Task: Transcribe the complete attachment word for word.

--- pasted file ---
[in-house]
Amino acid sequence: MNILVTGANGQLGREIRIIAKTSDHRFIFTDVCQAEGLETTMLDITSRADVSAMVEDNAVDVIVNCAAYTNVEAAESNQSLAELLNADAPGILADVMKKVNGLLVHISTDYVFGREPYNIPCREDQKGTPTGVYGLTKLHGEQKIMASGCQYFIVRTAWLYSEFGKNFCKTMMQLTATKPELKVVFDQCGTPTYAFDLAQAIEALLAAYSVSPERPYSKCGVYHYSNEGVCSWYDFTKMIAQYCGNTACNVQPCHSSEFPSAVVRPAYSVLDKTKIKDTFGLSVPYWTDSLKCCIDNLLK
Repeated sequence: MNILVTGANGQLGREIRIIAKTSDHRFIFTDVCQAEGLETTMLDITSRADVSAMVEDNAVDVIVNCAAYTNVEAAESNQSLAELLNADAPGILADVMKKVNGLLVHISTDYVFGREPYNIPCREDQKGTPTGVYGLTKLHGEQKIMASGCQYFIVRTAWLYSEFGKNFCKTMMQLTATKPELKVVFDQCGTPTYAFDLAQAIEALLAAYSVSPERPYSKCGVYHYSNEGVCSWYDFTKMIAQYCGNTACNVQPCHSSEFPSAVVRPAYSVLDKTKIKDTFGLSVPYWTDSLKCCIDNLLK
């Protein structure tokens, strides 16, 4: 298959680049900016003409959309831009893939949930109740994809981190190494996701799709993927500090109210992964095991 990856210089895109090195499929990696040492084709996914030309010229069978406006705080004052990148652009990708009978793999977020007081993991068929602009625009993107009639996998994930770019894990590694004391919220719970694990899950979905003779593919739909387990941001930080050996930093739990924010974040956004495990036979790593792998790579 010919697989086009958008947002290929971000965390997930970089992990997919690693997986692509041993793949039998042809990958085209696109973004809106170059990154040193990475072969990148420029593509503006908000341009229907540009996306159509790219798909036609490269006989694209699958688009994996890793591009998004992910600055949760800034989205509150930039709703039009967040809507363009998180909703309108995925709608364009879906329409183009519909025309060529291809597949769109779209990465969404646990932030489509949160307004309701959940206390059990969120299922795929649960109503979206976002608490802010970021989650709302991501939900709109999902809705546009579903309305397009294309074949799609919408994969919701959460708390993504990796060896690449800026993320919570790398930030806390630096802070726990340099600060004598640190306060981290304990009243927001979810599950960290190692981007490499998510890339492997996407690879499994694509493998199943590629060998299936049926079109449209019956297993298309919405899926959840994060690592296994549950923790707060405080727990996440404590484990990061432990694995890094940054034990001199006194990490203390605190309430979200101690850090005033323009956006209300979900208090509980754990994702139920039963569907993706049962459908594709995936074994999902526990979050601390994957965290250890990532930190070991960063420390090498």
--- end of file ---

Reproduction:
[in-house]
Amino acid sequence: MNILVTGANGQLGREIRIIAKTSDHRFIFTDVCQAEGLETTMLDITSRADVSAMVEDNAVDVIVNCAAYTNVEAAESNQSLAELLNADAPGILADVMKKVNGLLVHISTDYVFGREPYNIPCREDQKGTPTGVYGLTKLHGEQKIMASGCQYFIVRTAWLYSEFGKNFCKTMMQLTATKPELKVVFDQCGTPTYAFDLAQAIEALLAAYSVSPERPYSKCGVYHYSNEGVCSWYDFTKMIAQYCGNTACNVQPCHSSEFPSAVVRPAYSVLDKTKIKDTFGLSVPYWTDSLKCCIDNLLK
Repeated sequence: MNILVTGANGQLGREIRIIAKTSDHRFIFTDVCQAEGLETTMLDITSRADVSAMVEDNAVDVIVNCAAYTNVEAAESNQSLAELLNADAPGILADVMKKVNGLLVHISTDYVFGREPYNIPCREDQKGTPTGVYGLTKLHGEQKIMASGCQYFIVRTAWLYSEFGKNFCKTMMQLTATKPELKVVFDQCGTPTYAFDLAQAIEALLAAYSVSPERPYSKCGVYHYSNEGVCSWYDFTKMIAQYCGNTACNVQPCHSSEFPSAVVRPAYSVLDKTKIKDTFGLSVPYWTDSLKCCIDNLLK
């Protein structure tokens, strides 16, 4: 298959680049900016003409959309831009893939949930109740994809981190190494996701799709993927500090109210992964095991 990856210089895109090195499929990696040492084709996914030309010229069978406006705080004052990148652009990708009978793999977020007081993991068929602009625009993107009639996998994930770019894990590694004391919220719970694990899950979905003779593919739909387990941001930080050996930093739990924010974040956004495990036979790593792998790579 010919697989086009958008947002290929971000965390997930970089992990997919690693997986692509041993793949039998042809990958085209696109973004809106170059990154040193990475072969990148420029593509503006908000341009229907540009996306159509790219798909036609490269006989694209699958688009994996890793591009998004992910600055949760800034989205509150930039709703039009967040809507363009998180909703309108995925709608364009879906329409183009519909025309060529291809597949769109779209990465969404646990932030489509949160307004309701959940206390059990969120299922795929649960109503979206976002608490802010970021989650709302991501939900709109999902809705546009579903309305397009294309074949799609919408994969919701959460708390993504990796060896690449800026993320919570790398930030806390630096802070726990340099600060004598640190306060981290304990009243927001979810599950960290190692981007490499998510890339492997996407690879499994694509493998199943590629060998299936049926079109449209019956297993298309919405899926959840994060690592296994549950923790707060405080727990996440404590484990990061432990694995890094940054034990001199006194990490203390605190309430979200101690850090005033323009956006209300979900208090509980754990994702139920039963569907993706049962459908594709995936074994999902526990979050601390994957965290250890990532930190070991960063420390090498």